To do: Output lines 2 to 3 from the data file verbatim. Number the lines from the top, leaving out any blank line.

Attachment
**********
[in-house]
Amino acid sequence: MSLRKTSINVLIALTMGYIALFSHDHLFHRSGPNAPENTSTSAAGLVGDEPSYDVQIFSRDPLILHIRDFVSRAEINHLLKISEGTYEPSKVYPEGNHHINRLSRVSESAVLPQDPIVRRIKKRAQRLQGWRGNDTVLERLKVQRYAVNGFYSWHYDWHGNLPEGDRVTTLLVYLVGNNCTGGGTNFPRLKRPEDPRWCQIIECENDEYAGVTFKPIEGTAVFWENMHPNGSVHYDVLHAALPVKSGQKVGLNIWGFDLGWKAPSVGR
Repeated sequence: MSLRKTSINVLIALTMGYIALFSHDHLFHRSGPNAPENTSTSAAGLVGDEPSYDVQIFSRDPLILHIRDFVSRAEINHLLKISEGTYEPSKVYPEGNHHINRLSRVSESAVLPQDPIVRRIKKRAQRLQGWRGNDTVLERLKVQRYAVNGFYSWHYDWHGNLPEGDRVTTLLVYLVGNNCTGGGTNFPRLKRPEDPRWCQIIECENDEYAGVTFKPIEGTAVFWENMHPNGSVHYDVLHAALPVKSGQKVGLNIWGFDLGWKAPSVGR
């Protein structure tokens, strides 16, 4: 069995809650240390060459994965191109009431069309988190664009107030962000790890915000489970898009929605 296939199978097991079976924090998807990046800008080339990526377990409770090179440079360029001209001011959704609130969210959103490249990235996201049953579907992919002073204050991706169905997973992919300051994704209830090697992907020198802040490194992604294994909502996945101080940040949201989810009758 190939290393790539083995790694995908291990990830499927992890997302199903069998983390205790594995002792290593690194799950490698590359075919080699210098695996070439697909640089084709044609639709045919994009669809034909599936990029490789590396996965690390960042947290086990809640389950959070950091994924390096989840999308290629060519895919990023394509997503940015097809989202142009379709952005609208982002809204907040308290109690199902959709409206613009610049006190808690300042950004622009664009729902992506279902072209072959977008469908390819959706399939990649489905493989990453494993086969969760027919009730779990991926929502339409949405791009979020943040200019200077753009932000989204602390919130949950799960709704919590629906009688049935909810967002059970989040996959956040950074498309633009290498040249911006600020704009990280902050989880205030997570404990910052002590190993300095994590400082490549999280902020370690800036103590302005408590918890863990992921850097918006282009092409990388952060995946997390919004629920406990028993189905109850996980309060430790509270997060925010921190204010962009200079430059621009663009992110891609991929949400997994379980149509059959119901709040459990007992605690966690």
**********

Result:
Amino acid sequence: MSLRKTSINVLIALTMGYIALFSHDHLFHRSGPNAPENTSTSAAGLVGDEPSYDVQIFSRDPLILHIRDFVSRAEINHLLKISEGTYEPSKVYPEGNHHINRLSRVSESAVLPQDPIVRRIKKRAQRLQGWRGNDTVLERLKVQRYAVNGFYSWHYDWHGNLPEGDRVTTLLVYLVGNNCTGGGTNFPRLKRPEDPRWCQIIECENDEYAGVTFKPIEGTAVFWENMHPNGSVHYDVLHAALPVKSGQKVGLNIWGFDLGWKAPSVGR
Repeated sequence: MSLRKTSINVLIALTMGYIALFSHDHLFHRSGPNAPENTSTSAAGLVGDEPSYDVQIFSRDPLILHIRDFVSRAEINHLLKISEGTYEPSKVYPEGNHHINRLSRVSESAVLPQDPIVRRIKKRAQRLQGWRGNDTVLERLKVQRYAVNGFYSWHYDWHGNLPEGDRVTTLLVYLVGNNCTGGGTNFPRLKRPEDPRWCQIIECENDEYAGVTFKPIEGTAVFWENMHPNGSVHYDVLHAALPVKSGQKVGLNIWGFDLGWKAPSVGR